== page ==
Club  do  not  end  here :  it  becomes  for  each  of  its  members 
a  second  dcwnestic  hearth,  where  the  cares  of  business  and 
household  annoyances  cannot  assail  him.  As  a  retreat 
especially  sacred  against  the  visitations  of  idle  acquaintances 
and  tiresome  creditors — a  sanctuary  in  which  each  member 
feels  himself  in  the  society  of  those  who  act  and  sympathize 
with  him— the  Club  will  ever  remain  a  resort,  tranquil, 
elegant,  and  exclusive ;  interdicted  to  the  humble  and  to  the 

The  writer  then  proceeds  to  illustrate  the  sumptuous 
character  of  our  new  Club-houses  by  reference  to  the  Reform. 
"  Unlike  in  most  English  buildings,  the  staircase  is  wide  and 
commodious,  and  calls  to  mind  that  of  the  Louvre.  The 
quadrangular  apartment  which  terminates  it,  is  surrounded 
by  spacious  galleries  ;  the  rich  mosaic  pavement,  in  which 
the  brilliancy  of  the  colour  is  only  surpassed  by  the  variety 
of  the  design — the  cut-glass  ceiling,  supported  by  four  rows 
of  marble  pillars — all  these  things  call  to  remembrance  the 
most  magnificent  apartments  of  Versailles  in  the  days  of  the 


great  king  and  his  splendours.  This  is  the  vestibule,  which 
is  the  grand  feature  of  the  mansion."  The  kitchen  is  then 
described — "spacious  as  a  ball-room,  kept  in  the  finest 
order,  and  white  as  a  young  bride.  All-powerful  steam,  the 
noise  of  which  salutes  your  ear  as  you  enter,  here  per- 
forms a  variety  of  offices  :  it  diffuses  a  uniform  heat  to  large 
rows  of  dishes,  warms  the  metal  plates  upon  which  are  dis- 
posed the  dishes  that  have  been  called  for,  and  that  are  in 
waiting  to  be  sent  above  :  it  turns  the  spits,  draws  the  water,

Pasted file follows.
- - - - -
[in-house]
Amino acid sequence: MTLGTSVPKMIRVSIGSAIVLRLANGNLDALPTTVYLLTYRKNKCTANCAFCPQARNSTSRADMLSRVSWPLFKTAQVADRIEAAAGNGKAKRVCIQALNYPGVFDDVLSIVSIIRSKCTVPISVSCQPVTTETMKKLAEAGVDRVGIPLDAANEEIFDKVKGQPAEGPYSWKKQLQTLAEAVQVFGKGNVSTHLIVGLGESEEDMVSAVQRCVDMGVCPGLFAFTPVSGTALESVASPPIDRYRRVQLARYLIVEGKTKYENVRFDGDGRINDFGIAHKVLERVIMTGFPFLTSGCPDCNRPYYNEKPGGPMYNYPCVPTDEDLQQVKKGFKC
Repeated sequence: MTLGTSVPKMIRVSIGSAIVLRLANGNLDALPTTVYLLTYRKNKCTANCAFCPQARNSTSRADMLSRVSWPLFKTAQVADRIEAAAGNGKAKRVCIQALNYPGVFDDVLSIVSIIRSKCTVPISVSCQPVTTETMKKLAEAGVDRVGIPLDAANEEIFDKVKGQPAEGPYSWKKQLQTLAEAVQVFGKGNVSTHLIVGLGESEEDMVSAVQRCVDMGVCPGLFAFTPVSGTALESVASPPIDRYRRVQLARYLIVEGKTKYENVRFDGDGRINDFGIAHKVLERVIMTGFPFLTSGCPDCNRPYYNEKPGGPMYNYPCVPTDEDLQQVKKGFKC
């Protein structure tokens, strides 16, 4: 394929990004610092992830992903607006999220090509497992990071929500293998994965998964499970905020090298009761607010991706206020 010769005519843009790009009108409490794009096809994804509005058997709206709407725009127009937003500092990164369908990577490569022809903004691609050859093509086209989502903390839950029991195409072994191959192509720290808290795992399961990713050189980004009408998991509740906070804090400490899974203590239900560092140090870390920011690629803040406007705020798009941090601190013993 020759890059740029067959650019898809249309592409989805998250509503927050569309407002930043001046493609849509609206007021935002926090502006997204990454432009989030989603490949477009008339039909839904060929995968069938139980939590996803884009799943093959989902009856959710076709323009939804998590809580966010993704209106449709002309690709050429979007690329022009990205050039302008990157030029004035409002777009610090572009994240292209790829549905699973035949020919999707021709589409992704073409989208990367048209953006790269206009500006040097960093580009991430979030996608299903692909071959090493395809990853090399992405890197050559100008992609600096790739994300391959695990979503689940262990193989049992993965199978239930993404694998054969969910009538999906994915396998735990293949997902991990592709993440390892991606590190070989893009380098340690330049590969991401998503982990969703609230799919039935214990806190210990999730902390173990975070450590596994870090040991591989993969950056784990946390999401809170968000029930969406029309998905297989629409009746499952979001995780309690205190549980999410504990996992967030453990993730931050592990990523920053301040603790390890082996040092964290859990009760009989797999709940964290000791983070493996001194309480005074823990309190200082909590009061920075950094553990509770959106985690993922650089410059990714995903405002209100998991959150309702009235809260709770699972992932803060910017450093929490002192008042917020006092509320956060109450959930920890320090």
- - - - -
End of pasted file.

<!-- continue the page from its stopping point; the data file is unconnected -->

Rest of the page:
carries  up  the  coal,  and  moves  the  plate  like  an  intelligent 
and  indefatigable  servant.  Stay  awhile  before  this  octagonal 
apparatus,  which  occupies  the  centre  of  the  place.  Around 
you  the  water  boils  and  the  stew-pans  bubble,  and  a  little 
further  on  is  a  movable  furnace,  before  which  pieces  of 
meat  are  converted  into  savoury  rdtis;  here  are  sauces  and 
gravies,  stews,  broths,  soups,  etc.  In  the  distance  are  Dutch 
ovens,  marble  mortars,  lighted  stoves,  iced  plates  of  metal 
for  fish ;  and  various  compartments  for  vegetables,  fruits, 
roots,  and  spices.  After  this  inadequate,  though  prodigious 
nomenclature,  the  reader  may  perhaps  picture  to  himself  a 
state  of  general  confusion,  a  disordered  assemblage,  re- 
sembling that  of  a  heap  of  oyster-shells.  If  so,  he  is  mis- 
taken ;  for,  in  fact,  you  see  very  little,  or  scarcely  anything 
of  all  the  objects  above  described.  The  order  of  their 
arrangement  is  so  perfect,  their  distribution  as  a  whole,  and 
in  their  relative  bearings  to  one  another,  are  all  so  intelli- 
gently considered,  that  you  require  the  aid  of  a  guide  to 
direct  you  in  exploring  them,  and  a  good  deal  of  time  to 
classify  in  your  mind  all  your  discoveries. 

"  Let  all  strangers  who  come  to  London  for  business,  or 
pleasure,  or  curiosity,  or  for  whatever  cause,  not  fail  to  visit 
the  Reform  Club.  In  an  age  of  utilitarianism,  and  of  the 
search  for  the  comfortable,  like  ours,  there  is  more  to  be 
learned  here  than  in  the  ruins  of  the  Coliseum,  of  the 
Parthenon,  or  of  Memphis." 


The  Carlton  Club. 

The  Carlton  is  purely  a  political  Club,  and  was  founded 
by  the  great  Duke  of  Wellington,  and  a  few  of  his  most 
intimate  political  friends.  It  held  its  first  meeting  in 
Charles-street,  St.  James's,  in  the  year  1831.  In  the  follow- 
ing year  it  removed  to  larger  premises,  Lord  Kensington's, 
in  Carlton  Gardens.  In  1836,  an  entirely  new  house  was 
built  for  the  Club,  in  Pail-Mall,  by  Sir  Robert  Smirke,  R.A. : 
it  was  of  small  extent,  and  plain  and  inexpensive.  As  the 
Club  grew  in  numbers  and  importance,  the  building  became 
inadequate  to  its  wants.  In  1846,  a  very  large  addition  was 
made  to  it  by  Mr.  Sydney  Smirke;  and  in  1854,  the  whole 
of  the  original  ediiice  was  taken  down,  and  rebuilt  by  Mr.